Apollo Magazine

The week in art news – Oxford college backs calls to remove Rhodes statue

Plus: Amazon boss appointed director of Natural History Museum | Nanne Dekking steps down as chair of TEFAF | Marlborough closes gallery in New York

The statue of Cecil Rhodes outside Oriel College in Oxford, photographed in June 2020.

The statue of Cecil Rhodes outside Oriel College in Oxford, photographed in June 2020. Photo: Adrian Dennis/AFP via Getty Images

Our regularly updated digest of the week’s top art news

The governing body of Oriel College, Oxford, has expressed support for the removal of a statue of Cecil Rhodes that currently stands in a niche facing on to the High Street. The stone statue was erected in 1911 to adorn the façade of a new building funded by a bequest from Rhodes, who had died nine years previously. Since 2015 the statue has been a focus of Rhodes Must Fall, an international campaign to dismantle monuments to the British imperialist and decolonise spaces of higher education. In 2016, the governing body of Oriel voted to preserve the statue in situ, while ‘seek[ing] to provide a clear historical context to explain why it is there’. After renewed calls for its removal during recent Black Lives Matter protests in Oxford, the governing body has now voted to launch an ‘independent Commission of Inquiry’ into issues surrounding the statue, stating their ‘wish to remove the statue of Cecil Rhodes and the King Edward Street Plaque [which commemorates Rhodes’s place of academic residence]’.

The Natural History Museum in London has announced the appointment of Doug Gurr, currently Country Manager of Amazon UK, as its next director. Gurr – whose CV also includes stints as president of Amazon China and as a partner at the consultancy firm McKinsey – has links to the museum world through his current role as a trustee of the National Gallery and his previous tenure as chair of the board of the Science Museum. He will succeed Michael Dixon, who retires after 15 years in the role.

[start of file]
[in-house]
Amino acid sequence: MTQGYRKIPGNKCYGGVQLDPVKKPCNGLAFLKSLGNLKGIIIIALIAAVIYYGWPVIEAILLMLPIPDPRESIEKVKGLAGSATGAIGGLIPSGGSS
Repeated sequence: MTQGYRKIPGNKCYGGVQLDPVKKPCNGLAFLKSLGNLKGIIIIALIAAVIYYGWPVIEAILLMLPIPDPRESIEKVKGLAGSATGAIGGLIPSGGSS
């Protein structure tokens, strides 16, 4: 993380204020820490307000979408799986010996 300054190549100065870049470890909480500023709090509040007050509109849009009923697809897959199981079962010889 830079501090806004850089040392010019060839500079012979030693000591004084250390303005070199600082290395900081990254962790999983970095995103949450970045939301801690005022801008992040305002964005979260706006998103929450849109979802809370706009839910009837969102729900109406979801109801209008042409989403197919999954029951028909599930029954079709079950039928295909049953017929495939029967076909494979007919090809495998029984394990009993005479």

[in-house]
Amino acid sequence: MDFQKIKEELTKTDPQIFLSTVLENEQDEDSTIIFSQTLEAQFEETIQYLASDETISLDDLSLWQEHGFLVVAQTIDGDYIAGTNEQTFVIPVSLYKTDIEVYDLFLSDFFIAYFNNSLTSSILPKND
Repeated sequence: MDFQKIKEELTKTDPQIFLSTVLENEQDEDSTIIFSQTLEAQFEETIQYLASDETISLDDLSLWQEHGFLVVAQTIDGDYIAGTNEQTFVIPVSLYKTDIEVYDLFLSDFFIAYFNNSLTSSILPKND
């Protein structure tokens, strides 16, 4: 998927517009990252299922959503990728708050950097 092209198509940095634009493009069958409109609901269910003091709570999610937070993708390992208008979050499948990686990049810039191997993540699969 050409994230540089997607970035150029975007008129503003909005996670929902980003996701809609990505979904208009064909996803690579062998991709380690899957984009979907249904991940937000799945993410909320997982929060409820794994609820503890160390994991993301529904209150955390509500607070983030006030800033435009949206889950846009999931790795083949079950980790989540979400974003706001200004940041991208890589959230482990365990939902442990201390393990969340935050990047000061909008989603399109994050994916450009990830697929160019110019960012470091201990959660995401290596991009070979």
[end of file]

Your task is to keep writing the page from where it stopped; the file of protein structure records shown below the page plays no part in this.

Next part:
Nanne Dekking has stepped down as chairman of TEFAF’s executive committee. He has been replaced, with immediate effect, by the modern and contemporary art dealer Hidde van Seggelen. TEFAF has also appointed five new trustees to its board, four of whom are women. Speaking to the Art Newspaper, Dekking conveyed his desire to focus on his digital art registry business, Artory, and said his decision had nothing to do with criticisms of TEFAF Maastricht going ahead despite Covid-19 in March. A statement from TEFAF praised Dekking for building ‘bridges between the teams in the Netherlands and the US’ and tightening up vetting procedures.

Marlborough is to close its gallery in New York. The decision was taken during board meetings earlier this month, Max Levai, president of Marlborough, confirmed to Artnet. The date of the closure has not yet been announced, and there has been no announcement about the gallery’s London operation. Marlborough, which first opened in London in 1946 and in New York in 1963, represents painters including Frank Auerbach, Paula Rego and the estate of R.B. Kitaj. The gallery unified its London and New York operations in July 2019.

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